Have information to add to this story? Contact us.
The COVID-19 pandemic has almost completely shut down tourism in South Dakota, one of the state’s largest industries.
The loss of visitors now and potentially into the summer tourism season threatens to cut off a vital economic lifeline for businesses and their employees and eliminate a major source of sales tax revenues that fund operations of cities and state government.
Gov. Kristi Noem has said the pandemic and efforts to slow the spread of the COVID-19 virus, such as social distancing and foreign travel restrictions, would likely continue through May, when infections are expected to peak in South Dakota. The unwelcome news could presage devastating economic consequences across the state.
Tourism represents roughly 5.5% of the state’s gross domestic product, a key indicator of economic health. According to a report prepared for the state Department of Tourism, tourists in South Dakota in 2019 spent more than $14.5 billion and generated more than $308 million in state and local tax revenue, mostly through sales taxes. In terms of employment, the industry supported more than 48,000 full-time jobs in South Dakota and at least partially supported another roughly 7,000 jobs last year.
“One-third of our sales tax revenue in South Dakota is paid for by people outside their own zip code,” said state Sen. Jeff Partridge, R-Rapid City, a member of the Senate Appropriations Committee. “Now, that could be me traveling to Custer, it could be traveling to a hockey tournament in Brookings, but it’s also those folks traveling from all over the country to come here.”
As early as March 19, tourism-focused businesses in the Black Hills were reporting drops in sales and spring bookings of more than 40%, according to the South Dakota Retailers’ Association.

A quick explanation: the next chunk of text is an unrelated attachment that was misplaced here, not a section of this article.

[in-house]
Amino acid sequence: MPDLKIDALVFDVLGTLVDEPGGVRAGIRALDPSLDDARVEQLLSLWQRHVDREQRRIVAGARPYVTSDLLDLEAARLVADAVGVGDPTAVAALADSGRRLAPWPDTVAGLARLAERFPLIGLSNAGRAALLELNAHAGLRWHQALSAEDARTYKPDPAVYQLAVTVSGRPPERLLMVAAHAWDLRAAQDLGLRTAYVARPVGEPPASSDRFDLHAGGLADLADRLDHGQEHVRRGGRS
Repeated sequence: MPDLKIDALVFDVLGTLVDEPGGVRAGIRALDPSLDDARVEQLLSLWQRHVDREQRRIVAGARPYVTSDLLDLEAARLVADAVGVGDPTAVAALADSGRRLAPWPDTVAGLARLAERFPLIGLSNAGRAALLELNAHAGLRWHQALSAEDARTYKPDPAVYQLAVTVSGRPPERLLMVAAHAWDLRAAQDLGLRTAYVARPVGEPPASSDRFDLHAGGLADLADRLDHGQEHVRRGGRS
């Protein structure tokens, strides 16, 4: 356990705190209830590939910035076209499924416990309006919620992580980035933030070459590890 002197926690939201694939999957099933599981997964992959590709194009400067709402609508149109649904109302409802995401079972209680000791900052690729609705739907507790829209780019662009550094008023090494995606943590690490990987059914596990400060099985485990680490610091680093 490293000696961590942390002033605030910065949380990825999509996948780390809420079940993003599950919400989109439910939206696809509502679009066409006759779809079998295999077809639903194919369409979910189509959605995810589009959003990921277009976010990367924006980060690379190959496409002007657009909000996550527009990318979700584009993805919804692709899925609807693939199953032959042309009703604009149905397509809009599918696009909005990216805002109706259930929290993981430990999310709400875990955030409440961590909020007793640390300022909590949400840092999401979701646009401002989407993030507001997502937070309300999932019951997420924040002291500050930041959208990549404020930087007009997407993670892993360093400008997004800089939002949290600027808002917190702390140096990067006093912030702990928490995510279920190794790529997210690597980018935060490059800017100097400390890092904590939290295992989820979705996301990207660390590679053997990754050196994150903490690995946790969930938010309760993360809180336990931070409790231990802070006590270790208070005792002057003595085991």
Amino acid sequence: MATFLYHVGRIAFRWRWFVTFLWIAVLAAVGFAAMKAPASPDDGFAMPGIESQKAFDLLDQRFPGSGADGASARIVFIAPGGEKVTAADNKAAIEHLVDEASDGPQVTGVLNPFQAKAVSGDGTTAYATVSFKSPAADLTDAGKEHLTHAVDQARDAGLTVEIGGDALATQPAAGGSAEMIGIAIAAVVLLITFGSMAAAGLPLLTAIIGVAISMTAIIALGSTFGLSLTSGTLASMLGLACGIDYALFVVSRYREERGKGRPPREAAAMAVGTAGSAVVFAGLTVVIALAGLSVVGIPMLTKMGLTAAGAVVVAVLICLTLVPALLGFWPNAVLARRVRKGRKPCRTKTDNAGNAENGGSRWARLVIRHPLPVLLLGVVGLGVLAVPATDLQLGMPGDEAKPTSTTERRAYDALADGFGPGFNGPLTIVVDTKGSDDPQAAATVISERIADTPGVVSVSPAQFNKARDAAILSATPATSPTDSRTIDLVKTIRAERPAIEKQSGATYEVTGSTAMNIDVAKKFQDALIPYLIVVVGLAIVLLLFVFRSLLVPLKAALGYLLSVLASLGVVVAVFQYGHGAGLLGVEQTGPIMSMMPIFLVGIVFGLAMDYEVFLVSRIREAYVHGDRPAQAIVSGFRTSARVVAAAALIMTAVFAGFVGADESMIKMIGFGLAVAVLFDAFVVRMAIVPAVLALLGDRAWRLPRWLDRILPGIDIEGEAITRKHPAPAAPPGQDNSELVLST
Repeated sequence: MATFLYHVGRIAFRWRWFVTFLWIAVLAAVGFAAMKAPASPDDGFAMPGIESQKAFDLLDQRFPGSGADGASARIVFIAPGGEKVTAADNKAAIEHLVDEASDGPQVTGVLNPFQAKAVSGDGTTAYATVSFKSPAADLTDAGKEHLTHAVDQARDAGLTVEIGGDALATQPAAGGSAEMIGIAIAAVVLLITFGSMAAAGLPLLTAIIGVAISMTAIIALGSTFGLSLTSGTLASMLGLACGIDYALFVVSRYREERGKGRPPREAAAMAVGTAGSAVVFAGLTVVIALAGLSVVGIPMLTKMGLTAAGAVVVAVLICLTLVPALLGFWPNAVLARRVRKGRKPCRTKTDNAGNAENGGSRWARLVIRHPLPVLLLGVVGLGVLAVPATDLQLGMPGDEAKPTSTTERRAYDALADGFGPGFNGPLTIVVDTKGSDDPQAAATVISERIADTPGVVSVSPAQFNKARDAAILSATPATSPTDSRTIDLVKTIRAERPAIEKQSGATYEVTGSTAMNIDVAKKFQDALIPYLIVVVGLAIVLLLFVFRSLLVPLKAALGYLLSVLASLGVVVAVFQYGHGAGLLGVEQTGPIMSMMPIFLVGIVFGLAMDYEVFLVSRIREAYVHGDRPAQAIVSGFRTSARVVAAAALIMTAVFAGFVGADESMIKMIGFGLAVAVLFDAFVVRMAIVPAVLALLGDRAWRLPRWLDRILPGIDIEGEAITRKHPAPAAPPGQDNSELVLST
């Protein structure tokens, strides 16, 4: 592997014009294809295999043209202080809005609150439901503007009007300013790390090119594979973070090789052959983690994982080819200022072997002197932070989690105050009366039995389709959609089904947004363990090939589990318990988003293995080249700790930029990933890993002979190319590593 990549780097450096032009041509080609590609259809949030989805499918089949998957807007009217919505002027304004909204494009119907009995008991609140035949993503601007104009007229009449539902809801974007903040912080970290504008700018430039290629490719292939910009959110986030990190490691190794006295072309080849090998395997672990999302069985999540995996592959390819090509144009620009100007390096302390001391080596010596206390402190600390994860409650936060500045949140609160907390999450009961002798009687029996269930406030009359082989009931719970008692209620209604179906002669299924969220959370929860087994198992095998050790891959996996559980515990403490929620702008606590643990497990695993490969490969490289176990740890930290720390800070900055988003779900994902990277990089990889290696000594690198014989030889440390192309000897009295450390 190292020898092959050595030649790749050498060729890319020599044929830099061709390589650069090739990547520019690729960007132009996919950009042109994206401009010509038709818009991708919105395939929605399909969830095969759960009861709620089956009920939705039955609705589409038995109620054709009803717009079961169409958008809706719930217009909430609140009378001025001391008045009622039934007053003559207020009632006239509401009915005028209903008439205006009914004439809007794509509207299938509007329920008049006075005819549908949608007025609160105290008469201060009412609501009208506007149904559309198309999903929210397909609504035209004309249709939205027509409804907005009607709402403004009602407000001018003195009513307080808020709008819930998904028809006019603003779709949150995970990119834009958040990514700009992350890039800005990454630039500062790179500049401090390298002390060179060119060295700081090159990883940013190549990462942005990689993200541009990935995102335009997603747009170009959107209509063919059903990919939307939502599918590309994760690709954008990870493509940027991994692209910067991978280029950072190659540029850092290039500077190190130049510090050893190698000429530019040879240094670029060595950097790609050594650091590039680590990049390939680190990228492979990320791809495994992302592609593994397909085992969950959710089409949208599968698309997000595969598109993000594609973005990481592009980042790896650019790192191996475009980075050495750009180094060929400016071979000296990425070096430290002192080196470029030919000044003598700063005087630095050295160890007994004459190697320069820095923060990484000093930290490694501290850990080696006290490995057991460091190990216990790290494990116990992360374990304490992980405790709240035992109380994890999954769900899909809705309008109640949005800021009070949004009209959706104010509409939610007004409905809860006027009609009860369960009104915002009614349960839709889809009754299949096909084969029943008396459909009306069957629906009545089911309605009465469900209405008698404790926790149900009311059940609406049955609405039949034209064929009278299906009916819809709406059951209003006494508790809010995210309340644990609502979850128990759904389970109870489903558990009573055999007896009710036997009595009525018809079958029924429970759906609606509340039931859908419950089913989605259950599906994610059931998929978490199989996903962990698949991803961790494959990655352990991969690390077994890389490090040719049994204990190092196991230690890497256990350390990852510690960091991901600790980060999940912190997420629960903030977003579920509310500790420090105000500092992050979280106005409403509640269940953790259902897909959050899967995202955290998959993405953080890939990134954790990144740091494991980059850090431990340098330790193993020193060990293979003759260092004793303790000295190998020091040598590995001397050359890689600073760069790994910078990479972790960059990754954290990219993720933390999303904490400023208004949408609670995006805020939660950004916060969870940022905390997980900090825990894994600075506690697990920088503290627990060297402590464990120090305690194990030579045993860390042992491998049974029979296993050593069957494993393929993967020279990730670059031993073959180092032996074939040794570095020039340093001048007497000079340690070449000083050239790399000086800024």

Major tourist attractions across the state were shut down in March, including the Corn Palace in Mitchell, Wall Drug in Wall, the casinos in Deadwood, the Crazy Horse Memorial near Custer and many others. The one-way streets in downtown Rapid City, with their presidential statutes and numerous shops and eateries, were devoid of tourists on a recent sunny day in mid-March. The city of Wall seemed ominously quiet on a 65-degree Sunday in late March with not a single car parked on the typically busy divided throughway in front of Wall Drug.
U.S. Sen. Mike Rounds, R-South Dakota, offered News Watch a bleak assessment of the once-promising 2020 tourism season during a March 23 interview. The former governor said he is aware of the fiscal challenges a major drop-off in tourism in South Dakota will create for state and local governments, but also for the entire state economy.
“We have to recognize that this tourism season is going to be extremely difficult, if almost nearly non-existent,” Rounds said.
Many in the tourism industry were looking for a banner year in 2020 after wet and cold weather slowed tourism some in 2019. With an overall strong national economy, and the 80th Sturgis rally and possible fireworks at Mount Rushmore on tap, South Dakota looked to be an attractive destination for travelers in 2020.
But in March, as the virus took hold, seasonal businesses began to scale back hiring and year-round operations had to make difficult choices on whether to reduce staffing or even close temporarily.
“If there’s anybody out there that’s not being affected in the hospitality business, they‘re very lucky,” said Stacie Hull, general manager of The Rushmore Hotel & Suites in Rapid City.
Hull said hotel employees were seeing their hours cut back or shifts eliminated. ”There’s very few arrivals and bookings right now,” she said. “Everyone is on hold and waiting to see how long it’s going to be around.”
Some in the tourism industry are worried that the virus might have a long-range negative impact on the state’s tourism economy and the livelihoods of those who work in the industry.